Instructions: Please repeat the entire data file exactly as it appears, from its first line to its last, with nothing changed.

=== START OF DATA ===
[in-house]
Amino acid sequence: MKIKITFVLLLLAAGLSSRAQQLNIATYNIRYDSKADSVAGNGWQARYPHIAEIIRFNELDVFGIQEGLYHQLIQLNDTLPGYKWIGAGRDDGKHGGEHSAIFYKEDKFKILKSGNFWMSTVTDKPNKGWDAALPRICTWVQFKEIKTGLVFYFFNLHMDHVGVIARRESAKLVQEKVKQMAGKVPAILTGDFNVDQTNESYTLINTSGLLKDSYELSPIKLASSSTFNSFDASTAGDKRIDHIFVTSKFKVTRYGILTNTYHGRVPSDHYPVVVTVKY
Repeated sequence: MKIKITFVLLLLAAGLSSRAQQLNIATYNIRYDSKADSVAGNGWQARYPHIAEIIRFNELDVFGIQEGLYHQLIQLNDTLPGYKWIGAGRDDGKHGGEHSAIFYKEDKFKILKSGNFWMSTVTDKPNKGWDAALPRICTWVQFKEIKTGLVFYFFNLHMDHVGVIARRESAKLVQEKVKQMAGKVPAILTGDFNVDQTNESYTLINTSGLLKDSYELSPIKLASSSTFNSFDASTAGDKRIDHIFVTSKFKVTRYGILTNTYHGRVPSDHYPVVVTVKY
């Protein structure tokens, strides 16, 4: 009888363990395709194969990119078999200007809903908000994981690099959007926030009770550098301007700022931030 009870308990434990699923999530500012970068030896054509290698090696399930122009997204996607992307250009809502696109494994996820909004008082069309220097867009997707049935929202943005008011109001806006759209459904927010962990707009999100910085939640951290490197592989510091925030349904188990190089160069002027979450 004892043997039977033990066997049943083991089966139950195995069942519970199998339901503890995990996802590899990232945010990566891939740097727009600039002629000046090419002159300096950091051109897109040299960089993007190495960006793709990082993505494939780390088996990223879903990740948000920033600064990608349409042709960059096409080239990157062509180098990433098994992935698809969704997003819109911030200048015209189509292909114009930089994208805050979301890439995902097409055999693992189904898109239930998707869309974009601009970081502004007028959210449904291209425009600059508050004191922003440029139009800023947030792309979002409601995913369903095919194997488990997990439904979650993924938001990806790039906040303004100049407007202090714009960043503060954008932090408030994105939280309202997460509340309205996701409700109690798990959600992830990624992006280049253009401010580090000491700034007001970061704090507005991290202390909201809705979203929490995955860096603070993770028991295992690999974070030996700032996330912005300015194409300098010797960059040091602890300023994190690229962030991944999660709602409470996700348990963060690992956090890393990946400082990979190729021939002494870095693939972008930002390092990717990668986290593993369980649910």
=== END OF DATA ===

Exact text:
[in-house]
Amino acid sequence: MKIKITFVLLLLAAGLSSRAQQLNIATYNIRYDSKADSVAGNGWQARYPHIAEIIRFNELDVFGIQEGLYHQLIQLNDTLPGYKWIGAGRDDGKHGGEHSAIFYKEDKFKILKSGNFWMSTVTDKPNKGWDAALPRICTWVQFKEIKTGLVFYFFNLHMDHVGVIARRESAKLVQEKVKQMAGKVPAILTGDFNVDQTNESYTLINTSGLLKDSYELSPIKLASSSTFNSFDASTAGDKRIDHIFVTSKFKVTRYGILTNTYHGRVPSDHYPVVVTVKY
Repeated sequence: MKIKITFVLLLLAAGLSSRAQQLNIATYNIRYDSKADSVAGNGWQARYPHIAEIIRFNELDVFGIQEGLYHQLIQLNDTLPGYKWIGAGRDDGKHGGEHSAIFYKEDKFKILKSGNFWMSTVTDKPNKGWDAALPRICTWVQFKEIKTGLVFYFFNLHMDHVGVIARRESAKLVQEKVKQMAGKVPAILTGDFNVDQTNESYTLINTSGLLKDSYELSPIKLASSSTFNSFDASTAGDKRIDHIFVTSKFKVTRYGILTNTYHGRVPSDHYPVVVTVKY
């Protein structure tokens, strides 16, 4: 009888363990395709194969990119078999200007809903908000994981690099959007926030009770550098301007700022931030 009870308990434990699923999530500012970068030896054509290698090696399930122009997204996607992307250009809502696109494994996820909004008082069309220097867009997707049935929202943005008011109001806006759209459904927010962990707009999100910085939640951290490197592989510091925030349904188990190089160069002027979450 004892043997039977033990066997049943083991089966139950195995069942519970199998339901503890995990996802590899990232945010990566891939740097727009600039002629000046090419002159300096950091051109897109040299960089993007190495960006793709990082993505494939780390088996990223879903990740948000920033600064990608349409042709960059096409080239990157062509180098990433098994992935698809969704997003819109911030200048015209189509292909114009930089994208805050979301890439995902097409055999693992189904898109239930998707869309974009601009970081502004007028959210449904291209425009600059508050004191922003440029139009800023947030792309979002409601995913369903095919194997488990997990439904979650993924938001990806790039906040303004100049407007202090714009960043503060954008932090408030994105939280309202997460509340309205996701409700109690798990959600992830990624992006280049253009401010580090000491700034007001970061704090507005991290202390909201809705979203929490995955860096603070993770028991295992690999974070030996700032996330912005300015194409300098010797960059040091602890300023994190690229962030991944999660709602409470996700348990963060690992956090890393990946400082990979190729021939002494870095693939972008930002390092990717990668986290593993369980649910």